New Year, same old labor market deceleration

New Year, same old labor market deceleration

 – by New Deal democrat

This morning’s JOLTS report for November continued the same trend of labor market deceleration that we have seen since the blazing hot boom of 2021.

Job openings declined -62,000 to 8.790 million, the lowest level since March 2021. Actual hires fell sharply, by -363,000 to 5.465 million, the lowest since the pandemic lockdown month of April 2020. Quits declined by -157,000 to 3.471 million, the lowest since February 2021. The below graph norms each to 100 as of right before the onset of the pandemic:

Both hires and quits are actually *lower* than before the pandemic. While this isn’t recessionary, it points to the normalization of each metric at very least. Since openings are a “soft” number that can be influenced by phantom postings, I discount them somewhat, except for their value in showing the trend.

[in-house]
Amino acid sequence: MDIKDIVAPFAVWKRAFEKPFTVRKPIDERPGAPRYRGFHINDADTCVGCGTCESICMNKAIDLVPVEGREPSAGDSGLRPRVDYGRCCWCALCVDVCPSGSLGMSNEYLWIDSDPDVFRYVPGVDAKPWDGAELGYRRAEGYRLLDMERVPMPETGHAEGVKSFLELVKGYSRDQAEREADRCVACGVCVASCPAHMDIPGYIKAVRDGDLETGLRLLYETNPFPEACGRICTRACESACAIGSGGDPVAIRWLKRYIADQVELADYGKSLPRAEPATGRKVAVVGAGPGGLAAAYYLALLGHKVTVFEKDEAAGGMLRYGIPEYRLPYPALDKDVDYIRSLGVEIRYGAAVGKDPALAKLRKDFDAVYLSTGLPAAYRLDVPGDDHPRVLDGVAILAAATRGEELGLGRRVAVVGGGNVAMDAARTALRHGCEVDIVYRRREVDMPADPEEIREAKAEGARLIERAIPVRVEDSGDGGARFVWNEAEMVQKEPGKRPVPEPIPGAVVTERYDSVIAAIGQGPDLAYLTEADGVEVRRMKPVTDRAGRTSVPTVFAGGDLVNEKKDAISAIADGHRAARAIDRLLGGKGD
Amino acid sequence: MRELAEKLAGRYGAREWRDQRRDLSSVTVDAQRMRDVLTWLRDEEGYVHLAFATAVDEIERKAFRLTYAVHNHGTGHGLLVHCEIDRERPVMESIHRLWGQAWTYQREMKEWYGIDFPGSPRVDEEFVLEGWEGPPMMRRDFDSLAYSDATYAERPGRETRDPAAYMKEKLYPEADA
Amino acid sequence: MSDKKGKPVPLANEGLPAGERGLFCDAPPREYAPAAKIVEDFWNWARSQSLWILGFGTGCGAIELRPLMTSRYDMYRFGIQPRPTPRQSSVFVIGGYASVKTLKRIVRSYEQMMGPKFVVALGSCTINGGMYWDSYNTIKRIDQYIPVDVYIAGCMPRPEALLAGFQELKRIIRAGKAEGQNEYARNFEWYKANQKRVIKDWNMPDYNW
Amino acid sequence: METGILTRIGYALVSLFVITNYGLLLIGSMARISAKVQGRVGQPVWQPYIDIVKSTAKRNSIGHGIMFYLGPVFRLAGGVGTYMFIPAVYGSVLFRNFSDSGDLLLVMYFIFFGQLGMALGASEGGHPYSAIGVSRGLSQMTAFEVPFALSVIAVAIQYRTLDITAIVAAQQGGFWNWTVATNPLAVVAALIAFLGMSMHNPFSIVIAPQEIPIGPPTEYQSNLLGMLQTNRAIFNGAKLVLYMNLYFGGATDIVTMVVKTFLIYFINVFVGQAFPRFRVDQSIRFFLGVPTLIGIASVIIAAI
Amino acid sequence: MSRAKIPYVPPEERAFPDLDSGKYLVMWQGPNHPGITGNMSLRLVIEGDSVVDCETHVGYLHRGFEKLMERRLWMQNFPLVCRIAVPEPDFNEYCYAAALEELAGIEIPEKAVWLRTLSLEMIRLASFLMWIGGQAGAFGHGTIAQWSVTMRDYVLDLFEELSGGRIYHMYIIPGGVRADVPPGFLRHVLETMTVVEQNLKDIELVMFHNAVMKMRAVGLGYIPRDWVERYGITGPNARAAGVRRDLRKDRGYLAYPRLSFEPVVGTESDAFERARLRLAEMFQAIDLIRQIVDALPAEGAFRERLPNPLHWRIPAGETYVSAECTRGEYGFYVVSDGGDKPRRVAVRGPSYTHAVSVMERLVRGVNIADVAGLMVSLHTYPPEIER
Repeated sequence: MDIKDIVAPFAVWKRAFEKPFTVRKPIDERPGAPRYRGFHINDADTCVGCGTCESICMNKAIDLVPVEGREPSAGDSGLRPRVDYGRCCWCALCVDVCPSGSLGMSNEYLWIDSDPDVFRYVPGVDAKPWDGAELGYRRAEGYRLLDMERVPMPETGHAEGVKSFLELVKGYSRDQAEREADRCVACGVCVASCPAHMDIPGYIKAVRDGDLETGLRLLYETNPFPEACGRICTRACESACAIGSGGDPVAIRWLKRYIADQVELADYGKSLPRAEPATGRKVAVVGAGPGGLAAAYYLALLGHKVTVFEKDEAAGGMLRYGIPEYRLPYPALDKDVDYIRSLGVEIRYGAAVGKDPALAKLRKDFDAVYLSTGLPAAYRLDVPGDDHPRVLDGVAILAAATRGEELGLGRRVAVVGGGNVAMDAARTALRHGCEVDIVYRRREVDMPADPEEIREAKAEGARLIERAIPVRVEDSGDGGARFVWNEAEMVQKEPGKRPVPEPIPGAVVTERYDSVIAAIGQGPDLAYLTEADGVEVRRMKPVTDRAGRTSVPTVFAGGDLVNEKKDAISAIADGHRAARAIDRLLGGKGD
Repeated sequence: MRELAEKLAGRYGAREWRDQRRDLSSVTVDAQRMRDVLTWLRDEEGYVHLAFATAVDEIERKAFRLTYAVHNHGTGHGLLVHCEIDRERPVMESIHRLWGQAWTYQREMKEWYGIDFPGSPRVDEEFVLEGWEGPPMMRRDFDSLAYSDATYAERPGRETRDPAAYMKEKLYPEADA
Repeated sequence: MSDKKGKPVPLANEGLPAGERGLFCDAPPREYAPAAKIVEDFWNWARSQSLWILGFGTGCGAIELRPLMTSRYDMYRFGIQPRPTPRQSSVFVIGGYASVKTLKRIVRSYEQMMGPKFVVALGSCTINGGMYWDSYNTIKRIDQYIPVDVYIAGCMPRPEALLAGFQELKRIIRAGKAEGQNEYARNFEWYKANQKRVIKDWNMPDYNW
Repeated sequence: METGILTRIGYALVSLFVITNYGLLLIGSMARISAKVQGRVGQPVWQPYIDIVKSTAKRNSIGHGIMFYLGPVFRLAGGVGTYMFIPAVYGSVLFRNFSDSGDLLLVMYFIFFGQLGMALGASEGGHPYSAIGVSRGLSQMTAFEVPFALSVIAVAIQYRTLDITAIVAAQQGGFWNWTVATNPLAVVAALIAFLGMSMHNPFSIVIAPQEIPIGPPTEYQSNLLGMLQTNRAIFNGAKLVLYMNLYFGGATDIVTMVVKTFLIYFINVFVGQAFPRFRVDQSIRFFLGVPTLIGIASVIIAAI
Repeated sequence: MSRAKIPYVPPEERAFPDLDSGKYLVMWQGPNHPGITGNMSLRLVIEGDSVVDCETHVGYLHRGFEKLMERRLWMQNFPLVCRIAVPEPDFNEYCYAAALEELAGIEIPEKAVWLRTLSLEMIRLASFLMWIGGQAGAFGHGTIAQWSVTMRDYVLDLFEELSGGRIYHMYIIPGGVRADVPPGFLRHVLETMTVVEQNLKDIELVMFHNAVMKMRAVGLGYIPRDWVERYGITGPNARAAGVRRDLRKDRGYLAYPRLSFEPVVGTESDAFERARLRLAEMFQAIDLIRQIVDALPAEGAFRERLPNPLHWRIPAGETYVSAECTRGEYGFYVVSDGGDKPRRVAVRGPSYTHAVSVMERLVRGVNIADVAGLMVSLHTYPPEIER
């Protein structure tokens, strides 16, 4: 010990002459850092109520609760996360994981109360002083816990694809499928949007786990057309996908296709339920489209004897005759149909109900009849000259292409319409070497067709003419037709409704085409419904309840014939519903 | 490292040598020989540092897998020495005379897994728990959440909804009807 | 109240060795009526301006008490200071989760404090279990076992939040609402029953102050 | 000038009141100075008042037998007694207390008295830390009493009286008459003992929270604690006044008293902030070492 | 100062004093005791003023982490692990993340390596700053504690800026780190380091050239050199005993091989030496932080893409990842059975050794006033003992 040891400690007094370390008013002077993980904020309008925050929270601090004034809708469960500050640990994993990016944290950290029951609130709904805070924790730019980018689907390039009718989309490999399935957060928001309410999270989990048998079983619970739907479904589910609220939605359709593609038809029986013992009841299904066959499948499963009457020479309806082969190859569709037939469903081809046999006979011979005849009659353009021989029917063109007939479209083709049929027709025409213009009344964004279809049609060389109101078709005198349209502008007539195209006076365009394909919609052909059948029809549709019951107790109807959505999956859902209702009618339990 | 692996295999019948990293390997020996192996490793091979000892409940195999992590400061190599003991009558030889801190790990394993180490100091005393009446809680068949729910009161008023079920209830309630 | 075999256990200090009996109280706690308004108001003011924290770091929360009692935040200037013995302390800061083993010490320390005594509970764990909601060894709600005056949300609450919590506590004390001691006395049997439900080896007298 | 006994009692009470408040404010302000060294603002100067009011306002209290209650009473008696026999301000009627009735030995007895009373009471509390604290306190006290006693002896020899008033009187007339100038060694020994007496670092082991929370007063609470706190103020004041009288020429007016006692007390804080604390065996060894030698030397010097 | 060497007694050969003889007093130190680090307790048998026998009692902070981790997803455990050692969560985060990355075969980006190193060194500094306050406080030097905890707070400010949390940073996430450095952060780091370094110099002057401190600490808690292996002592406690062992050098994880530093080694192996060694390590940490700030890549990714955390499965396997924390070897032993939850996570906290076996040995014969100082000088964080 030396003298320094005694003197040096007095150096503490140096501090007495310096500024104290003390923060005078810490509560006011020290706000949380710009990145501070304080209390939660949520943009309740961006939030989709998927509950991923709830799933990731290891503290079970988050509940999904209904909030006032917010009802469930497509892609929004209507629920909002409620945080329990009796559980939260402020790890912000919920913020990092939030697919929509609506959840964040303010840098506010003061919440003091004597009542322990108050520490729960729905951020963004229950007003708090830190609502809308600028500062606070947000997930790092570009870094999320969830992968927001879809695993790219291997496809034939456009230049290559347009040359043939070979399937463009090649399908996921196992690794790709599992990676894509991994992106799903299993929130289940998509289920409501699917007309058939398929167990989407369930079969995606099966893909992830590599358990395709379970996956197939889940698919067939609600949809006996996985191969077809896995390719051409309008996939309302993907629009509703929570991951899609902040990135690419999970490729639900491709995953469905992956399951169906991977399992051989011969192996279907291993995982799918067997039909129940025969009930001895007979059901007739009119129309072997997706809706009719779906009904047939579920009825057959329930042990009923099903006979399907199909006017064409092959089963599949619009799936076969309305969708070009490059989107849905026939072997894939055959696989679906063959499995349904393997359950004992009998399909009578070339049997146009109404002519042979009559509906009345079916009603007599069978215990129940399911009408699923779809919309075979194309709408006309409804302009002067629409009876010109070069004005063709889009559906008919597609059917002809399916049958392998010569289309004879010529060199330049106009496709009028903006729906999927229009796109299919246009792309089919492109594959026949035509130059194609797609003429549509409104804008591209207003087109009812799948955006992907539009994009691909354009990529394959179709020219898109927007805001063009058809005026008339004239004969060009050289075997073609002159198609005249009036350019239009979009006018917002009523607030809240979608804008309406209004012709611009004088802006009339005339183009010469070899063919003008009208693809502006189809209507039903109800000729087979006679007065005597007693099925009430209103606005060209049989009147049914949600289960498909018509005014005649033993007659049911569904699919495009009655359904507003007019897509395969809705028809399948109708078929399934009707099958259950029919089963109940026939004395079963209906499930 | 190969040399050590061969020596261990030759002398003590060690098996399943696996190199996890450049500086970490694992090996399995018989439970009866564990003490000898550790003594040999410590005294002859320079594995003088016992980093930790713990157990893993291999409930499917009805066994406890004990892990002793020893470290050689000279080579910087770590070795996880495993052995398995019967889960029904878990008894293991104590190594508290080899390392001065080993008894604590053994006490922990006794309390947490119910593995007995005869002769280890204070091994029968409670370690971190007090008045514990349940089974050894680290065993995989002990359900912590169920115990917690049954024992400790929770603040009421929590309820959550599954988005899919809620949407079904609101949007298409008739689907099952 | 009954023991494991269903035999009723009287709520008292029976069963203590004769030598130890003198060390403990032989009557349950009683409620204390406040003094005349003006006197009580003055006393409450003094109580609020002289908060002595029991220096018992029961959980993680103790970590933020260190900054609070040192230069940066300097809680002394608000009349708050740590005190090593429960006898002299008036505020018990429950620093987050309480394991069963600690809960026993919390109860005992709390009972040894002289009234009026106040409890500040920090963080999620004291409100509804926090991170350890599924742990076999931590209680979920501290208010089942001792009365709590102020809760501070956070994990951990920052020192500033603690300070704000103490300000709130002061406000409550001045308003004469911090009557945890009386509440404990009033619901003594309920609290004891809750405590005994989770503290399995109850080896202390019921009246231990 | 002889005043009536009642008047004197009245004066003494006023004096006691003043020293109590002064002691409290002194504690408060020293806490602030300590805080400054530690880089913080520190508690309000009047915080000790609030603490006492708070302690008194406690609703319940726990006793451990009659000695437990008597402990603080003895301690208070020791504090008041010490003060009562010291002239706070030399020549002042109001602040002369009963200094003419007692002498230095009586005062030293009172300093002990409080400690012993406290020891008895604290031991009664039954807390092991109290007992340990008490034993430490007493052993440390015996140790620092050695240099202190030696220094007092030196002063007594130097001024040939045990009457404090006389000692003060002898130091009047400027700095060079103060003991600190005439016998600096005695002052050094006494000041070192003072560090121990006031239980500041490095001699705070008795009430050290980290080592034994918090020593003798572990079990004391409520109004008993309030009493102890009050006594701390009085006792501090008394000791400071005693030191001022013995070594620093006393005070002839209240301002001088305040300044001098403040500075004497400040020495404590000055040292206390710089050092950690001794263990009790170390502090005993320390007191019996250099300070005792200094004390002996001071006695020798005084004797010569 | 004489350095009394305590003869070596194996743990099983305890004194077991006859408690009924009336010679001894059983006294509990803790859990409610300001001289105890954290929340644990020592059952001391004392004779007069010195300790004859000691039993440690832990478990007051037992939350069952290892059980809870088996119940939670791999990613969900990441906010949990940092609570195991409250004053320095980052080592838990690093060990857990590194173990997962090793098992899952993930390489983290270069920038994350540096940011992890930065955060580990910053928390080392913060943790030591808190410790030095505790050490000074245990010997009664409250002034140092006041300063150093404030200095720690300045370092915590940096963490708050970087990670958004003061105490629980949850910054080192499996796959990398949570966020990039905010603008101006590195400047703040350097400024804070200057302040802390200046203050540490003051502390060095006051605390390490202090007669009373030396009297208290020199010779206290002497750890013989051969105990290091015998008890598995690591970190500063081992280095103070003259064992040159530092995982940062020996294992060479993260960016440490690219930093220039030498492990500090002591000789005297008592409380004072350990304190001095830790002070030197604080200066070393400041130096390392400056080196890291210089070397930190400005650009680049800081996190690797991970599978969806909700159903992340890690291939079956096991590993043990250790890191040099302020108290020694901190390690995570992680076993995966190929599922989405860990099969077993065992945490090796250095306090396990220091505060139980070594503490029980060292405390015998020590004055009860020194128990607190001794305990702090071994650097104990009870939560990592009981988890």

The good news in November was that layoffs also declined sharply, by -116,000 to 1.527 million. This is in accord with the decline in weekly initial jobless claims we have recently seen:

Finally, four months ago I premiered a comparison of the quits rate (blue in the graph below) and average hourly earnings (red). This is because the former has a 20+ year history of leading the latter, which I have in the past described as a “long lagging” indicator that turns well after most other metrics. Here’s the update on that comparison for this month:

As noted above, we had a big decline in quits in November. While this may in part be a seasonal adjustment issue post-pandemic, it does point to a continued softening in the YoY% gains we can expect in average hourly wages in the months ahead.

So: simply put – more deceleration, but still positive vs. recessionary.

October JOLTS report: yet one more month in the ongoing decelerating trendAngry Bear, By New Deal democrat